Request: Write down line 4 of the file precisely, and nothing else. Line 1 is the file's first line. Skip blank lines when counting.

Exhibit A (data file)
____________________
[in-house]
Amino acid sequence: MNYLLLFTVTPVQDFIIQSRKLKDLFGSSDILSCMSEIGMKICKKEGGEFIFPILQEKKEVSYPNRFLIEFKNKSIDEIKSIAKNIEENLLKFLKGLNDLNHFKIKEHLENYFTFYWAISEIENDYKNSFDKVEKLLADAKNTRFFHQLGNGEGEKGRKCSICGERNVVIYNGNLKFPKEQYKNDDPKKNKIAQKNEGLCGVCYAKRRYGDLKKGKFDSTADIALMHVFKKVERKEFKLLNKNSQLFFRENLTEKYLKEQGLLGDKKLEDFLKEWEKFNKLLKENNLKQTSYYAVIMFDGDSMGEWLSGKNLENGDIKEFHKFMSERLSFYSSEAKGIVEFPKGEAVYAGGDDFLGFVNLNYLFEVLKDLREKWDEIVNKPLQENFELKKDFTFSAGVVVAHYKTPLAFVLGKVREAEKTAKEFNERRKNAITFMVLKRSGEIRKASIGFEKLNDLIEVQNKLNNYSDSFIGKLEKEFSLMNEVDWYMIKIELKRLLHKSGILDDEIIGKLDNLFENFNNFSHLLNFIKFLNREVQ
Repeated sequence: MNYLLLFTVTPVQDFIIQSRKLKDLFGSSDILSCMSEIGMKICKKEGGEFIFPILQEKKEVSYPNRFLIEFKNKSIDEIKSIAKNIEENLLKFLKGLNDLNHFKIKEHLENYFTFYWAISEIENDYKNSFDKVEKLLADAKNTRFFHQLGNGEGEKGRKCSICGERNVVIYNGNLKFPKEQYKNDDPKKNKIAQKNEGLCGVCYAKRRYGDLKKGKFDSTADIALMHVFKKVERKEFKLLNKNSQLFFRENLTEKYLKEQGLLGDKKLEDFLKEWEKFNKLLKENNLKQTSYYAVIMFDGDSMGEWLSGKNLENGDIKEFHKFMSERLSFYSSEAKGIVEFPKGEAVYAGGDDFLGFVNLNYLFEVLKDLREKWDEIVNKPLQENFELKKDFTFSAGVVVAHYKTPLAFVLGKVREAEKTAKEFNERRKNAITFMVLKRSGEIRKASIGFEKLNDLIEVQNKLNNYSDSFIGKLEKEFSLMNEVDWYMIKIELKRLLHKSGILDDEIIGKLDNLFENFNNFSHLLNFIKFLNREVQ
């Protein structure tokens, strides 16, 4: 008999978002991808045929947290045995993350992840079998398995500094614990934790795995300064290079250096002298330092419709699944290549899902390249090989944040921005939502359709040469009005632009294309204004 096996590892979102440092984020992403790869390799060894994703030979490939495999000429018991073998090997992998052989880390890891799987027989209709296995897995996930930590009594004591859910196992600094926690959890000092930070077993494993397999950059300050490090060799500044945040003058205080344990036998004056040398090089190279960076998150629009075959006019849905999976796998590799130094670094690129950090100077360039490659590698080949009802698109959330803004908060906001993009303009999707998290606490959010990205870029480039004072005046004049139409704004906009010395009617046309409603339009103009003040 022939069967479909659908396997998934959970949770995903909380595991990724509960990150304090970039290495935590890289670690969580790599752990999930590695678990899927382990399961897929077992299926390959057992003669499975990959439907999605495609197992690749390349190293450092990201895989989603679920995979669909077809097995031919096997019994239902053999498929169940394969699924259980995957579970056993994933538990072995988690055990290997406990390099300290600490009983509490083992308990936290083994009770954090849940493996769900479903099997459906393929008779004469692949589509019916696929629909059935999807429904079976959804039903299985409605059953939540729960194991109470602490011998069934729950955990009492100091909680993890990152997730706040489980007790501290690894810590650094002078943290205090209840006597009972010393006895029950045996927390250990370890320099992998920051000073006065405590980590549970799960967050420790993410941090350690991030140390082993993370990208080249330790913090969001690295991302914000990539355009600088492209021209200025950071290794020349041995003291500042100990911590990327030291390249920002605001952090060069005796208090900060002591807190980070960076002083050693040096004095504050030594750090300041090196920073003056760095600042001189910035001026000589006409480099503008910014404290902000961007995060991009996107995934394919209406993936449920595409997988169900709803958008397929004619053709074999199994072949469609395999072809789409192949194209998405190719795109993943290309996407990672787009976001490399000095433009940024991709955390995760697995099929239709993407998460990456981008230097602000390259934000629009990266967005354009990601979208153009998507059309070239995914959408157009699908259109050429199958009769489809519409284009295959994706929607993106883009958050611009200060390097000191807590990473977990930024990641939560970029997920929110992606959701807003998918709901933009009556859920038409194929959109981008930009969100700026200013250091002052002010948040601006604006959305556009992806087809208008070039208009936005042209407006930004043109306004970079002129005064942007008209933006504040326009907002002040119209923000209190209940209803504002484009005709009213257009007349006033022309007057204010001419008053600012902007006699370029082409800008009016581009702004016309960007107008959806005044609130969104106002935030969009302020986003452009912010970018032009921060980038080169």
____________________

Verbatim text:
């Protein structure tokens, strides 16, 4: 008999978002991808045929947290045995993350992840079998398995500094614990934790795995300064290079250096002298330092419709699944290549899902390249090989944040921005939502359709040469009005632009294309204004 096996590892979102440092984020992403790869390799060894994703030979490939495999000429018991073998090997992998052989880390890891799987027989209709296995897995996930930590009594004591859910196992600094926690959890000092930070077993494993397999950059300050490090060799500044945040003058205080344990036998004056040398090089190279960076998150629009075959006019849905999976796998590799130094670094690129950090100077360039490659590698080949009802698109959330803004908060906001993009303009999707998290606490959010990205870029480039004072005046004049139409704004906009010395009617046309409603339009103009003040 022939069967479909659908396997998934959970949770995903909380595991990724509960990150304090970039290495935590890289670690969580790599752990999930590695678990899927382990399961897929077992299926390959057992003669499975990959439907999605495609197992690749390349190293450092990201895989989603679920995979669909077809097995031919096997019994239902053999498929169940394969699924259980995957579970056993994933538990072995988690055990290997406990390099300290600490009983509490083992308990936290083994009770954090849940493996769900479903099997459906393929008779004469692949589509019916696929629909059935999807429904079976959804039903299985409605059953939540729960194991109470602490011998069934729950955990009492100091909680993890990152997730706040489980007790501290690894810590650094002078943290205090209840006597009972010393006895029950045996927390250990370890320099992998920051000073006065405590980590549970799960967050420790993410941090350690991030140390082993993370990208080249330790913090969001690295991302914000990539355009600088492209021209200025950071290794020349041995003291500042100990911590990327030291390249920002605001952090060069005796208090900060002591807190980070960076002083050693040096004095504050030594750090300041090196920073003056760095600042001189910035001026000589006409480099503008910014404290902000961007995060991009996107995934394919209406993936449920595409997988169900709803958008397929004619053709074999199994072949469609395999072809789409192949194209998405190719795109993943290309996407990672787009976001490399000095433009940024991709955390995760697995099929239709993407998460990456981008230097602000390259934000629009990266967005354009990601979208153009998507059309070239995914959408157009699908259109050429199958009769489809519409284009295959994706929607993106883009958050611009200060390097000191807590990473977990930024990641939560970029997920929110992606959701807003998918709901933009009556859920038409194929959109981008930009969100700026200013250091002052002010948040601006604006959305556009992806087809208008070039208009936005042209407006930004043109306004970079002129005064942007008209933006504040326009907002002040119209923000209190209940209803504002484009005709009213257009007349006033022309007057204010001419008053600012902007006699370029082409800008009016581009702004016309960007107008959806005044609130969104106002935030969009302020986003452009912010970018032009921060980038080169």